Good news for local employers: thousands of local youth are finding that summer is about more than just fun in the sun. During their months off from school, thousands of students are participating in over 50 summer learning programs through The Sprout Fund-led Pittsburgh City of Learning.

City of Learning is a national campaign to spotlight local skill building programs—like those hosted by the Pittsburgh Public Schools Summer Dreamers Academy, The Pittsburgh Learn and Earn Summer Youth Employment Program, the Carnegie Library of Pittsburgh and more—to youth and their parents.

“Young people are developing skills outside school through non-traditional paths with no grade or diploma to show for their work,” says Ryan Coon of The Sprout Fund.

Enter digital badges. More than a patch on a vest or a gold star on a chart, digital badges—stored in an online portfolio—are an easy new way to showcase accomplishments, skills and even artifacts the students have created.

DePaul University already recognizes them on its applications, and Coon says he hopes to get local universities on board with the program as well.

“The badges are a way to represent the skills in a verifiable way to college admissions people and potential employers,” says Coon.

To help employers learn more about the digital badges pilot project, The Sprout Fund is hosting the Digital Badges Forum for Pittsburgh Employers from 9 a.m. to 2 p.m. on July 21st the Trust Arts Education Center. It’s an invitation to the city’s major employers, workforce development organizations and government agencies to learn about how the digital badges can help recruit new talent.

“We want employers to use them and see how the badges work with their human resources goals and how they can use them to build a workforce,” says Coon.

The local educational programs—available through the Pittsburgh City of Learning website—offer opportunities to earn dozens of badges that provide job-ready skills, knowledge and “dispositions” (soft skills, like customer service and public speaking), says Coon.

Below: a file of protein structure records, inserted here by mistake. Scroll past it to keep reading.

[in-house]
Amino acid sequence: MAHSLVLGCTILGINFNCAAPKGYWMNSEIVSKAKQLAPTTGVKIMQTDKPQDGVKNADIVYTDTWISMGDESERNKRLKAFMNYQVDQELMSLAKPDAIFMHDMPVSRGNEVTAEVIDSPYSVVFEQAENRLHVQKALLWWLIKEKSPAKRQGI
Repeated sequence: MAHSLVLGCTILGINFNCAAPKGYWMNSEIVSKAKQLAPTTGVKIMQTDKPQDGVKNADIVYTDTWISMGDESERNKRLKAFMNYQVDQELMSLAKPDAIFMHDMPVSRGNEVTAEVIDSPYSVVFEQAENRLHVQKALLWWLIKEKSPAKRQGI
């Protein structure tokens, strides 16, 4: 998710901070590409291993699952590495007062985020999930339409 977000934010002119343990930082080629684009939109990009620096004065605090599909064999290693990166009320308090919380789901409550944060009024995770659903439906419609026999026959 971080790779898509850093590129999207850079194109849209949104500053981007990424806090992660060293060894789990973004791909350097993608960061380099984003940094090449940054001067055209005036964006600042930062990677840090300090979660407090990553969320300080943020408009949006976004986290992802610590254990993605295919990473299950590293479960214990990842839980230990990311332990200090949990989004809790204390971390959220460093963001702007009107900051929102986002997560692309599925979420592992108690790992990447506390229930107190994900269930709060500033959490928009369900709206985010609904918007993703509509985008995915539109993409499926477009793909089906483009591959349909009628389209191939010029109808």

For instance, at the Carnegie Museum of Natural History, students can earn the Junior Naturalist badge by leading activities for summer camps. Or at the Carnegie Science Center, they can earn a Laser Cutting badge by learning how to use drawing software to create intricate shapes. Future broadcast journalists can earn badges for mastering audio editing and interviewing by working at Saturday Light Brigade Radio.

The badges are created by the individual program directors. For example, badges earned at the Summer Dream Academy are created by curriculum writers at the Pittsburgh Public Schools.

Earlier this month, a group of 10- to 13-year-old girls built and programmed Lego EV3 robots, dissected sophisticated products at 4moms and met STEM professionals at Google Pittsburgh through Carnegie Mellon University’s “Programming Your Future with Robotics” camp. They earned badges in programming, STEM career awareness and collaborating with teams. High school students from the Girls of Steel FIRST robotics team who led the younger girls earned a mentoring badge.

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Campers discover the components of a 4moms Mamaroo at CMU robotics camp earlier this month.

Earning the badges will prove beneficial to the campers in several ways, including having a digital record of the multiple activities of the camp for future applications to other programs, explains Theresa Richards, FIRST robotics program coordinator at CMU.

“They will have something to show for their learning at camp beyond a certificate of participation,” she says.

Lead support for the digital badges and Pittsburgh City of Learning is from the John D. and Catherine T. MacArthur Foundation. The summer campaign is also supported locally by Eat’n Park Hospitality Group.

It is an effort with “a lot of hope and promise,” says Coon.